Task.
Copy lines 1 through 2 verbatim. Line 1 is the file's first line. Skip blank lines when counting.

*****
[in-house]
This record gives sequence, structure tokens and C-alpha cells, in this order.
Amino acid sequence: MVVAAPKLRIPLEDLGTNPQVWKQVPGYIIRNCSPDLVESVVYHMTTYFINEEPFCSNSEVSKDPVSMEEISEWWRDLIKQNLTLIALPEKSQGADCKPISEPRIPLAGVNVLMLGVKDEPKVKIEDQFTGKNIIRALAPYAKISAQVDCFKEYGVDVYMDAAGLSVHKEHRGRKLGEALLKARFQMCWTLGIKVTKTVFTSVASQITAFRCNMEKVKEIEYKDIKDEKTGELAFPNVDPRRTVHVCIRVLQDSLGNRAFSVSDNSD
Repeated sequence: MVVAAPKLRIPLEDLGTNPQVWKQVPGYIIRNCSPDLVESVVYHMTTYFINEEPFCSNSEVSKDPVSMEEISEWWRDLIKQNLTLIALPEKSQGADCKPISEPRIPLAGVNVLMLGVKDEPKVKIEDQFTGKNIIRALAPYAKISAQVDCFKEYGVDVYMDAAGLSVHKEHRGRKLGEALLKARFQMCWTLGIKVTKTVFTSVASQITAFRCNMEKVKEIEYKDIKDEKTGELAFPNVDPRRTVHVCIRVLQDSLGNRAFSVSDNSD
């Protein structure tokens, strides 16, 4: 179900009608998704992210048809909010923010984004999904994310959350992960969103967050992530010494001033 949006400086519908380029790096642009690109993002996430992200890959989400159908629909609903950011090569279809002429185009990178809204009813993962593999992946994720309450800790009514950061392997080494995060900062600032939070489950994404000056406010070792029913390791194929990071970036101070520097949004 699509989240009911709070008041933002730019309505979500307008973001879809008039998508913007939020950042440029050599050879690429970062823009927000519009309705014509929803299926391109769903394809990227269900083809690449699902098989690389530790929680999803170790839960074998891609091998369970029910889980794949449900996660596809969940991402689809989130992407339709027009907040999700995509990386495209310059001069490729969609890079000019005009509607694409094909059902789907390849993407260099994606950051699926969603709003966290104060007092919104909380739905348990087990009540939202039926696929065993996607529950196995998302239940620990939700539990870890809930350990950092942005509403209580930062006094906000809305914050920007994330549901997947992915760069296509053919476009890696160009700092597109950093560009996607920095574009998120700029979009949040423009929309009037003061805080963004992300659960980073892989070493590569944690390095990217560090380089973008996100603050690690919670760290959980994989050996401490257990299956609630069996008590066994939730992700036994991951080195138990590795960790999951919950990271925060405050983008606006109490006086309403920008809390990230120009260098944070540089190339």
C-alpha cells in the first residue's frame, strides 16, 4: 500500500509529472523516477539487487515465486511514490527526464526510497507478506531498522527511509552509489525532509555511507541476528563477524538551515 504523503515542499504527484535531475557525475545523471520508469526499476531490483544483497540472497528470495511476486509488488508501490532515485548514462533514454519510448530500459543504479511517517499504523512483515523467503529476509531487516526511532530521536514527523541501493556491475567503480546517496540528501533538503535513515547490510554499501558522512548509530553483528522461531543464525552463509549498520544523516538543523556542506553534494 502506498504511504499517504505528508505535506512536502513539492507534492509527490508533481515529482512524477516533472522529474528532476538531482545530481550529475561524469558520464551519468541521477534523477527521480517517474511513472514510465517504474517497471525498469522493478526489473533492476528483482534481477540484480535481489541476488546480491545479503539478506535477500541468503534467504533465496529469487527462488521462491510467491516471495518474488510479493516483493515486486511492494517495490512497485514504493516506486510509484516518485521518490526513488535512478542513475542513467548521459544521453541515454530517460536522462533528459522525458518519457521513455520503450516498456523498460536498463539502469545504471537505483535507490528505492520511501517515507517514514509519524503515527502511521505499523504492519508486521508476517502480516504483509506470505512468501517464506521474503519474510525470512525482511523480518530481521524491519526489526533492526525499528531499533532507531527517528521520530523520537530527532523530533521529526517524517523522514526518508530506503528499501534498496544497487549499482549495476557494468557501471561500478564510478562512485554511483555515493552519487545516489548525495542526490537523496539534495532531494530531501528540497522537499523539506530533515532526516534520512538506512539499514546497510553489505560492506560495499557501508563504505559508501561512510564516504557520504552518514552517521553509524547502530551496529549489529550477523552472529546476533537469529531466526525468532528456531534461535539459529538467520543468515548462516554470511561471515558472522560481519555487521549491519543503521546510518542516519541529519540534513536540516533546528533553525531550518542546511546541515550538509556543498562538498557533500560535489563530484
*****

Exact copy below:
[in-house]
This record gives sequence, structure tokens and C-alpha cells, in this order.